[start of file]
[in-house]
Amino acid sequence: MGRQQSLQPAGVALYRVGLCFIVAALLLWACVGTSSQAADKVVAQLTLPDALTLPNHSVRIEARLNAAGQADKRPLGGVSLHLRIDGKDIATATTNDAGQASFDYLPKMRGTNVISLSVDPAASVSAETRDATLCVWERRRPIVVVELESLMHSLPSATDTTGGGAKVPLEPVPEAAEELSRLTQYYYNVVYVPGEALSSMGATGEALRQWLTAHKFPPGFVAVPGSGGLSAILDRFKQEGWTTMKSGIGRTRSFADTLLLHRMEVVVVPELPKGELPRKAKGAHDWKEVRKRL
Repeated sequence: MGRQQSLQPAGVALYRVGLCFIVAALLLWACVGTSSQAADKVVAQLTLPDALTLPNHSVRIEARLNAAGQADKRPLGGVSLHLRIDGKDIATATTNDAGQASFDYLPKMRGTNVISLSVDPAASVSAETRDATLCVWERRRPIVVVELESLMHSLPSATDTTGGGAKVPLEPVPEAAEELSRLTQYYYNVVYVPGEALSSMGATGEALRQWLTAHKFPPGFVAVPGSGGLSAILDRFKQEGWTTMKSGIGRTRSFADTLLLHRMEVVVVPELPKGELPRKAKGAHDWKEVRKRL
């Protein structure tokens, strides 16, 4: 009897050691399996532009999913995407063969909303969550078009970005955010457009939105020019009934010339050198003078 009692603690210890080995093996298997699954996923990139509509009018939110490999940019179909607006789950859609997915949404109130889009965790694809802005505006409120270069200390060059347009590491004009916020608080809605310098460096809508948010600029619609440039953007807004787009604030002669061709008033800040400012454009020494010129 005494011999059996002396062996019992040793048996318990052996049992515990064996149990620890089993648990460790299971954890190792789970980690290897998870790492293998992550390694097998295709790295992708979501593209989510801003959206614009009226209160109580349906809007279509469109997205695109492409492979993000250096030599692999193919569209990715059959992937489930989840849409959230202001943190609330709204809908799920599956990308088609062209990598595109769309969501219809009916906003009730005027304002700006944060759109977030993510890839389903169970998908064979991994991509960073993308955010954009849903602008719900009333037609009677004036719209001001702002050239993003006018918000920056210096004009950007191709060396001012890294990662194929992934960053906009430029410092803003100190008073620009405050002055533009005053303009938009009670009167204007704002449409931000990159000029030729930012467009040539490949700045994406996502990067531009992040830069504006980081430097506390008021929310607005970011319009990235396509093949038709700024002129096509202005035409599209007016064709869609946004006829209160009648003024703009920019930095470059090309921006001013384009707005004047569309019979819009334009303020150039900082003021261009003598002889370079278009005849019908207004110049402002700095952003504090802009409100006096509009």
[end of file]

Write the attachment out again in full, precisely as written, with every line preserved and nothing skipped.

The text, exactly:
[in-house]
Amino acid sequence: MGRQQSLQPAGVALYRVGLCFIVAALLLWACVGTSSQAADKVVAQLTLPDALTLPNHSVRIEARLNAAGQADKRPLGGVSLHLRIDGKDIATATTNDAGQASFDYLPKMRGTNVISLSVDPAASVSAETRDATLCVWERRRPIVVVELESLMHSLPSATDTTGGGAKVPLEPVPEAAEELSRLTQYYYNVVYVPGEALSSMGATGEALRQWLTAHKFPPGFVAVPGSGGLSAILDRFKQEGWTTMKSGIGRTRSFADTLLLHRMEVVVVPELPKGELPRKAKGAHDWKEVRKRL
Repeated sequence: MGRQQSLQPAGVALYRVGLCFIVAALLLWACVGTSSQAADKVVAQLTLPDALTLPNHSVRIEARLNAAGQADKRPLGGVSLHLRIDGKDIATATTNDAGQASFDYLPKMRGTNVISLSVDPAASVSAETRDATLCVWERRRPIVVVELESLMHSLPSATDTTGGGAKVPLEPVPEAAEELSRLTQYYYNVVYVPGEALSSMGATGEALRQWLTAHKFPPGFVAVPGSGGLSAILDRFKQEGWTTMKSGIGRTRSFADTLLLHRMEVVVVPELPKGELPRKAKGAHDWKEVRKRL
């Protein structure tokens, strides 16, 4: 009897050691399996532009999913995407063969909303969550078009970005955010457009939105020019009934010339050198003078 009692603690210890080995093996298997699954996923990139509509009018939110490999940019179909607006789950859609997915949404109130889009965790694809802005505006409120270069200390060059347009590491004009916020608080809605310098460096809508948010600029619609440039953007807004787009604030002669061709008033800040400012454009020494010129 005494011999059996002396062996019992040793048996318990052996049992515990064996149990620890089993648990460790299971954890190792789970980690290897998870790492293998992550390694097998295709790295992708979501593209989510801003959206614009009226209160109580349906809007279509469109997205695109492409492979993000250096030599692999193919569209990715059959992937489930989840849409959230202001943190609330709204809908799920599956990308088609062209990598595109769309969501219809009916906003009730005027304002700006944060759109977030993510890839389903169970998908064979991994991509960073993308955010954009849903602008719900009333037609009677004036719209001001702002050239993003006018918000920056210096004009950007191709060396001012890294990662194929992934960053906009430029410092803003100190008073620009405050002055533009005053303009938009009670009167204007704002449409931000990159000029030729930012467009040539490949700045994406996502990067531009992040830069504006980081430097506390008021929310607005970011319009990235396509093949038709700024002129096509202005035409599209007016064709869609946004006829209160009648003024703009920019930095470059090309921006001013384009707005004047569309019979819009334009303020150039900082003021261009003598002889370079278009005849019908207004110049402002700095952003504090802009409100006096509009």